Indian cities generated 62 million tonnes of Municipal Solid Waste (MSW) annually and it is projected that by 2031 they will generate 165 million tons of waste annually (Planning Commission Report, 2014). The task of managing these mammoth quantities of waste rests solely with the Municipalities. Municipalities, however, lack the capability to sustainably manage such large amounts of waste.
The failure of Municipalities in managing the cities' solid waste in a sustainable manner can, in large part, be owed to the failed model of waste management, which entrusts all responsibility of collection, transportation and disposal entirely upon the Municipality. In India, the Municipal Solid Waste (Collection and Handling) Rules, 2000, have guided MSW Management.
This study aims to explore the possibility of an alternative perception of waste governance, which places the waste generator as the central agent in charge of managing his or her own waste, while the state, the municipality, civil society, waste pickers, landfill operators, etc. either play a regulatory, monitoring or a facilitative role only.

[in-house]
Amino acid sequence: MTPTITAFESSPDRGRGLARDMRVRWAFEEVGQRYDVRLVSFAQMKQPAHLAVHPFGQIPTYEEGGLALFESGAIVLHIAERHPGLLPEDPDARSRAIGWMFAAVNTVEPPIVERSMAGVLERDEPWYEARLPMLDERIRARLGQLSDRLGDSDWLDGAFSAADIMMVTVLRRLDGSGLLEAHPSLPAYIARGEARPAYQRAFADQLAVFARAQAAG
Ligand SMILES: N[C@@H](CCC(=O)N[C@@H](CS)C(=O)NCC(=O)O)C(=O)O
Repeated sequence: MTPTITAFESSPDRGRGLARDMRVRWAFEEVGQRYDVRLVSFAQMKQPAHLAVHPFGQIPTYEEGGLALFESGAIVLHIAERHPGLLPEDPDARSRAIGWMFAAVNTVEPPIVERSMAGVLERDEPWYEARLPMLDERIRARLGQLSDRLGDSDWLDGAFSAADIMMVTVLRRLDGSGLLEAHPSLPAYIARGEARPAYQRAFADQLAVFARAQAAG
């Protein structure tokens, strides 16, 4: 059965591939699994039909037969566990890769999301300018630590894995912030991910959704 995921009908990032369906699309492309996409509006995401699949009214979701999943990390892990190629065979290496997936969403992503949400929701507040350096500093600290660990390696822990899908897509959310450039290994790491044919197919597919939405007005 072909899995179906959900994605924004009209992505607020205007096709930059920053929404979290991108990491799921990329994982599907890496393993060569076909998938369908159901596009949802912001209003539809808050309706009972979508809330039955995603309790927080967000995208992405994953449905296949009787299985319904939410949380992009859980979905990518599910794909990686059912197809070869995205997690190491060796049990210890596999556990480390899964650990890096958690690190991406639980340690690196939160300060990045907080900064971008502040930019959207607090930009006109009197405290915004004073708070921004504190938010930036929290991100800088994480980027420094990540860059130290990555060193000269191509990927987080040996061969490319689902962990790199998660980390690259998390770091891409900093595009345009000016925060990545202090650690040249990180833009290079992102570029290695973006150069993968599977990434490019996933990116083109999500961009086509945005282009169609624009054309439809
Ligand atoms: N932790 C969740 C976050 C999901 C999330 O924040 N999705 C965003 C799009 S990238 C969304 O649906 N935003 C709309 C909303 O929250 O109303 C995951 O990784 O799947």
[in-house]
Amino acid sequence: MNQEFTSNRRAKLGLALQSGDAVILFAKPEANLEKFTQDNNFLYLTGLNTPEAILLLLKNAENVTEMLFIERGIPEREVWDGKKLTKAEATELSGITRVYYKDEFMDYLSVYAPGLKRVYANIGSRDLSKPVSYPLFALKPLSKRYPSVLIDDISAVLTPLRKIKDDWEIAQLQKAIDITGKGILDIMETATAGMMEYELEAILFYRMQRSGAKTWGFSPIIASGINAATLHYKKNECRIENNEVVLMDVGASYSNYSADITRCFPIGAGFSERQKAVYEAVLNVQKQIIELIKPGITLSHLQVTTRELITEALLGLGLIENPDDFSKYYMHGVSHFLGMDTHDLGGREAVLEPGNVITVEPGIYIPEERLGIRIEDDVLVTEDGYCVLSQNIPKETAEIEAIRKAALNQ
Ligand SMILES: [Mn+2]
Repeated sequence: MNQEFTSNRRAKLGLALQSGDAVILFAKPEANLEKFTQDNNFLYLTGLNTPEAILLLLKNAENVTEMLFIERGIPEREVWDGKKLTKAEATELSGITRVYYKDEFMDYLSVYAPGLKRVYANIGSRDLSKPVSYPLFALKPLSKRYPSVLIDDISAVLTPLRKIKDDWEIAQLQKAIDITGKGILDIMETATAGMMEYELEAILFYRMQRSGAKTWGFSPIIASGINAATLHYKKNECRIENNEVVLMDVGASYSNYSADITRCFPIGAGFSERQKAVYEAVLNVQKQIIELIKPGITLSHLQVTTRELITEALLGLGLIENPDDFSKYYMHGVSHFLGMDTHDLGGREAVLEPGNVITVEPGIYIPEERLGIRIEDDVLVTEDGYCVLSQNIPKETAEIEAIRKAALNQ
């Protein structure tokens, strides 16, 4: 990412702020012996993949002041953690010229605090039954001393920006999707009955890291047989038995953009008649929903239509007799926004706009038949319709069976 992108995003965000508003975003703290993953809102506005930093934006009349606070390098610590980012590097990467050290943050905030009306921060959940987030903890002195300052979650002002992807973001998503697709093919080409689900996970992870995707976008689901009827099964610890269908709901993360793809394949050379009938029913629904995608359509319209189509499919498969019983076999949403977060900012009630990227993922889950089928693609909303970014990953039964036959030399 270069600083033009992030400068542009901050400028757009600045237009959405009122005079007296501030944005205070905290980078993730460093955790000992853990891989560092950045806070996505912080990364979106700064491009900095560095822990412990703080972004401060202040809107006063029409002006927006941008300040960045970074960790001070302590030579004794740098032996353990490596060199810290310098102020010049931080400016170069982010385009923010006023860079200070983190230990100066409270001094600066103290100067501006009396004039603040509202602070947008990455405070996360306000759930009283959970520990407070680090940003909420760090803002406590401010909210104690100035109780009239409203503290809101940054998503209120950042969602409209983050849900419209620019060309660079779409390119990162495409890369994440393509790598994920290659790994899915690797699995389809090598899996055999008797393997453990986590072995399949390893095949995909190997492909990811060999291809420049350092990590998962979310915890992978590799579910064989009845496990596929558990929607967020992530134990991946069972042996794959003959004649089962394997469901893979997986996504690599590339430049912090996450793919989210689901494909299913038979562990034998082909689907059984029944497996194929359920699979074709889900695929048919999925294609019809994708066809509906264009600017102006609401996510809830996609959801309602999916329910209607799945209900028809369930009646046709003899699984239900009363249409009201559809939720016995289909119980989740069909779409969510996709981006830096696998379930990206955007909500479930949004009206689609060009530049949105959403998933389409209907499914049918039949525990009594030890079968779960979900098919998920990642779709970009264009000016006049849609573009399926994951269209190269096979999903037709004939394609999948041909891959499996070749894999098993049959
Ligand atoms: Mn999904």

The broad aim of this research is to explore the possibility of locating the citizen (waste generator), as the focal actor in the waste management system with the agency to recycle his or her own waste and seek the support of others (including the state) as and when required. The study will, therefore, seek to understand citizens' willingness to adopt and pay for waste recycling using household surveys to assess knowledge and understanding of waste management systems and the implications of current practices and the level of satisfaction with existing processes. This will be complemented by qualitative research to explore the barriers to the adoption of household-level waste recycling and the roles and responsibilities of different stakeholders.
This research aims to explore a new paradigm of waste management whereby citizens (waste producers) share the responsibility for managing their own waste. It seeks to bring about a paradigm shift in the way academicians and policymakers have traditionally viewed waste management.